WASHINGTON — U.S. Sen. Jim Inhofe (R-Okla.), member of the Senate General Aviation Caucus, today announced his Pilot’s Bill of Rights 2 (S.571) has surpassed 60 cosponsors in the Senate and continues to garner support from outside organizations.
On Feb. 26, Inhofe introduced the Pilot’s Bill of Rights 2, legislation that would expand the 3rd class medical exemption for recreational pilots and broaden the protections provided in the original Pilot’s Bill of Rights authored by Inhofe and signed into law in 2012. At the time of this release, S.571 had 61 cosponsors, surpassing a filibuster-proof majority on Thursday when Sens. Joe Donnelly (D-Ind.), John McCain (R-Ariz.), and Michael Bennet (D-Colo.) signed on to the legislation.
“I appreciate the significant bipartisan support for the Pilot’s Bill of Rights 2, and I am committed to seeing this legislation to the finish line during the 114th Congress,” said Inhofe.
“The Pilot’s Bill of Rights 2 was authored by and for the general aviation community, and it is their persistency with their elected officials that has resulted in more than a majority of the Senate supporting this legislation. Together, we have been able to build off the success of the original Pilot’s Bill of Rights, and this second edition will continue to improve and streamline the antiquated regulatory system faced by GA pilots and industry alike.”
During Senate consideration of the Developing a Reliable and Innovative Vision for the Economy (DRIVE) Act (H.R. 22), Sen. Joe Manchin (D- W.Va.) and John Boozman (R-Ark.) introduced the Pilot’s Bill of Rights 2 as amendment to the legislation. During this time, the Pilot’s Bill of Rights 2 garnered new support from 12 aviation organizations:
“General aviation has been losing an average of 6,000 pilots per year over the past 10 years, and this critically important amendment includes provisions that will allow general aviation to grow and prosper while affording important protections to pilots and aircraft operators.”
The Pilot’s Bill of Rights 2 has also received the following additional statements of support since its introduction:
“On behalf of the 2,700-plus pilots represented by the NetJets Association of Shared Aircraft Pilots (NJASAP), I write today to express our support for your legislation, the Pilots Bill of Rights 2 (PBR2). As co-chairs of the Congressional Pilots Caucus, you continue to keep issues that affect professional and recreational pilots at the forefront of the Congressional consciousness. Your work on PBR2, which is highlighted by efforts to extend the due process rights of all certificate holders facing FAA investigation or enforcement action as well as enhancing the Notice to Airmen Improvement Program, is a perfect example of your proactive leadership on behalf of the pilot community,” said Pedro Leroux, president of the NetJets Association of Shared Aircraft Pilots (NJASAP).
“We sincerely appreciate Sen. Inhofe for his support of our nation’s professional pilots. Our career security is vulnerable to a wide range of factors frequently beyond our control. This bill would provide necessary balance to administrative proceedings and other venues in which pilots face potential certificate denial, suspension or revocation,” said Capt. Keith Wilson, president of the Allied Pilots Association.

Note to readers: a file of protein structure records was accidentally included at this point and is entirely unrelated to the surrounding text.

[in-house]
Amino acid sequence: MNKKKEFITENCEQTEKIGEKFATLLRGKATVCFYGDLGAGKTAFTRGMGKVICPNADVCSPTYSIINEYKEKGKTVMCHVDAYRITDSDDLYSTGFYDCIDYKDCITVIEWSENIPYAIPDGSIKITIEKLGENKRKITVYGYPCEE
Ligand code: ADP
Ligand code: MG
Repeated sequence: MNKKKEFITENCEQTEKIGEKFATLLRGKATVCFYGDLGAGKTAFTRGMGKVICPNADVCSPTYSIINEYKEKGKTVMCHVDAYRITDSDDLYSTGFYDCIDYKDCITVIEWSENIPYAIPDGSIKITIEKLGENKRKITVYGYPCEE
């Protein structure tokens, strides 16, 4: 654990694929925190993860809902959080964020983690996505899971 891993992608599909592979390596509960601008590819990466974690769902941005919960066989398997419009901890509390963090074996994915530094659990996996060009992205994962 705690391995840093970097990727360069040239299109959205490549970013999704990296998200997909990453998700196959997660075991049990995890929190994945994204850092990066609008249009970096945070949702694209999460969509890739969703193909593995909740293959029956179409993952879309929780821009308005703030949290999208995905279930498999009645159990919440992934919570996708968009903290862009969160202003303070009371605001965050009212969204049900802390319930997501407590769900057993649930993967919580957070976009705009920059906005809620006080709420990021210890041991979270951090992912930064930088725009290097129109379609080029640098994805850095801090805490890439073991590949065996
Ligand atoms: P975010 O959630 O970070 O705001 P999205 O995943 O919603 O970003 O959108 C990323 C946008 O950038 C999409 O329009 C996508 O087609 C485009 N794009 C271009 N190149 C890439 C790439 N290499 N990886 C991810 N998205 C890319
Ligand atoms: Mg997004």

“Time and again, Sen. Inhofe has served as a tireless advocate for professional pilots. He understands the unique challenges that pilots face, with S.571 providing yet another example of his thoughtful pragmatism. We urge Sen. Inhofe’s fellow lawmakers to approve this legislation promptly,” said Capt. Paul Jackson, president of the Southwest Airlines Pilots’ Association.
Details about the Pilot’s Bill of Rights 2:
• Reforms FAA’s overly burdensome medical certification process by expanding an existing FAA medical standard to include more qualified, trained pilots.
• Extends the due process rights preserved in the first PBOR to individual FAA certificate holders, and enhances those rights by ensuring certificate holders have the right to appeal a FAA decision through a new, merit-based trial in Federal Court.
• Increases transparency for all FAA certificate holders subject to an investigation or enforcement action by holding FAA accountable for communicating with certificate holders. FAA is required to articulate a specific description of the incident or incidents under investigation to parties involved in the investigation, and provide specific documentation relevant to its investigation.
• Expedites updates to the Notice to Airmen (NOTAM) Improvement Program required in the first Pilot’s Bill of Rights and directs FAA to include the effective duration of temporary flight restrictions. This ensures the most relevant and important information reaches the pilot. The legislation also mandates that FAA certify the accuracy of posted NOTAMs.
• Ensures the accessibility of flight data such as air traffic communication tapes and radar information produced by contract towers, flight service stations and controller training programs, giving certificate holders the ability to use this information to defend themselves during an enforcement action proceeding.
• Extends liability protection to individuals designated by FAA, such as aviation medical examiners, pilot examiners or designated airworthiness representatives. This provision provides the protections enjoyed by federal employees to individuals performing a uniquely federal function, ensuring everyone has access to medical professionals and designees to sign off on check rides and the flightworthiness of experimental aircraft.
• Acts as a Good Samaritan Law for volunteer aviation pilots, protecting pilots from liability as long as they are following appropriate procedures. This is an important consideration for non-profit organizations dependent on volunteers that provide non-cost transportation for the public benefit.